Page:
Investing

People Get Creative When Explaining the Market Correction

There are some great stories being told now, all with crystal-clear hindsight.

OK, you go first. What caused the the stock-market correction?

Photographer: Jonathan Vandevoorde/UIG via Getty Images

One of the more fascinating aspects about people and markets is how uncertain we are about what will happen next, yet so cocksure in our explanations of what just occurred. This raises an overlooked question: If it were so simple and predictable -- obvious, even -- then why didn’t we see it coming in advance and prepare for it? 1

Today, we shall consider some of the causes of the past week’s market unpleasantness. But before we do, we need to preface our remarks with an admission of error. Our wetware suffers from what psychologists describe as narrative fallacy and hindsight bias. In short, as a species we both like to tell stories -- it makes thing more memorable -- and we believe we have the ability to foretell the future, a power we clearly don’t possess.

With that as a preface, let’s consider some of the explanations for the sudden market correction:

  • Inverse and/or Short Volatility: We briefly discussed this yesterday, but it is worth a few additional words. The bet against market volatility suddenly blew up when volatility “unexpectedly” returned. I use quotes here because I find it unfathomable that anyone could believe that we wouldn’t see a return to a more normal trading environment. The Great Recession is receding as a once-in-a-generation event, along with zero interest rates, quantitative easing, fears of a collapse of the European Union and so on. Given how unusually placid 2017 was, this failing is even harder to grasp.

  • Valuations: The problem with blaming valuations for the correction is that since late 2009, people have been complaining that markets are overvalued (see this and this for our earlier valuation discussions). Market participants don’t wake up one day, realize stocks are expensive, then cause a correction. Investors have known this for ages.

  • Risk Parity: This is an odd thing to blame, as risk-parity funds have held up better than most. Cliff Asness of AQR eloquently takes apart this assertion much better than I can.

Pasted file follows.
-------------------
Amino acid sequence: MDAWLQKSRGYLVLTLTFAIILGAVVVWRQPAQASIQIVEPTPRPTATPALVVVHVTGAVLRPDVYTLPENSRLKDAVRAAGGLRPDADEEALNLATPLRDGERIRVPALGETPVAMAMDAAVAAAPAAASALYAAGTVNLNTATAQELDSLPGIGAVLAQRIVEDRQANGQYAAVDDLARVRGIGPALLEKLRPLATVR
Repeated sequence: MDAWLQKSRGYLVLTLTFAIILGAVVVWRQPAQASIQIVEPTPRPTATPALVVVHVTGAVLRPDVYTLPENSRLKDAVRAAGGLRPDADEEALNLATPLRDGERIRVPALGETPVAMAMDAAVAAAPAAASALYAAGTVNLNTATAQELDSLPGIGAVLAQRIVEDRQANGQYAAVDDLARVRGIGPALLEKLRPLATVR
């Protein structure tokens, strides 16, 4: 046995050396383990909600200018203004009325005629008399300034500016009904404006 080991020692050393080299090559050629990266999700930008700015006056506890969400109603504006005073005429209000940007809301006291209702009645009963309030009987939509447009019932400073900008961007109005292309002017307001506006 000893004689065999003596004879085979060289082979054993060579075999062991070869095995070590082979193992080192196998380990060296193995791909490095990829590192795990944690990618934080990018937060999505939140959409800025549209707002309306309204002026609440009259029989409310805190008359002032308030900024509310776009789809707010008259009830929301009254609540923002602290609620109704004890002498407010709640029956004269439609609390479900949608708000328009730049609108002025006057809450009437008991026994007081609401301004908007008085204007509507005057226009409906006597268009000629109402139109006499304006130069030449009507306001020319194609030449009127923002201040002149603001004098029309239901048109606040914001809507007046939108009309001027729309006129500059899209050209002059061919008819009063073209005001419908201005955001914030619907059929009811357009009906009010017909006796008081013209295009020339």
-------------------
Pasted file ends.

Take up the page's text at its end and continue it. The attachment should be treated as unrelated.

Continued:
• Wage Increases: Increased minimum wage laws, very low unemployment, tight labor market: these obvious forces putting upward pressure on wages and salaries have been visible for several years. Just consider this, this, and this. Traders knew the dates of pending state and municipal wage legislation coming into effect in 2018. Markets may not get it perfect, but they usually do a decent job incorporating well-known information into prices.

  • Fed Tightening: The Federal Reserve has been especially clear and consistent during the past two years about a gradual return of interest rates to historically normal levels. The central bank, after years of supplying monetary stimulus amid and after the financial crisis, is getting off its emergency footing. Fed policy makers have repeatedly advised investors to expect three rate increases in 2108. Claiming that the most recent meeting of the rate-setting Federal Open Market Committee offered surprising news is simply not credible.

  • High-Frequency Trading: I have never been a big fan of high-frequency trading, thinking whatever it scalps comes out of the pockets of individual and small investors. However, unlike some, I am not in the camp that blames the correction on algorithms and machine trading. Perhaps at the extremes program trading could make a downturn worse, but it isn’t the underlying cause of the present correction.

There are numerous other after-the-fact explanations that all beggar the imagination: rising inflation, systematic strategies, the short gamma trade, flattening yield curve, even geopolitics.

My belief is that there are always two factors that are not given enough credit when events like this occur: random chance and mean reversion. Both are powerful, difficult to see and don’t do a lot to fire up the story-telling juices. Neither provides a feeling of satisfaction or causation. But they are more likely the cause than any of the suspiciously satisfying stories we keep hearing.

This column does not necessarily reflect the opinion of the editorial board or Bloomberg LP and its owners.
  1. Kudos to Vanguard Group’s chief economist Joseph Davis, who in November of 2017, said there was “a 70 percent chance of a U.S. stock market correction, a 30 percent increase over what has been the norm for the past 60 years.”  

To contact the author of this story:
Barry Ritholtz at britholtz3@bloomberg.net

To contact the editor responsible for this story:
James Greiff at jgreiff@bloomberg.net

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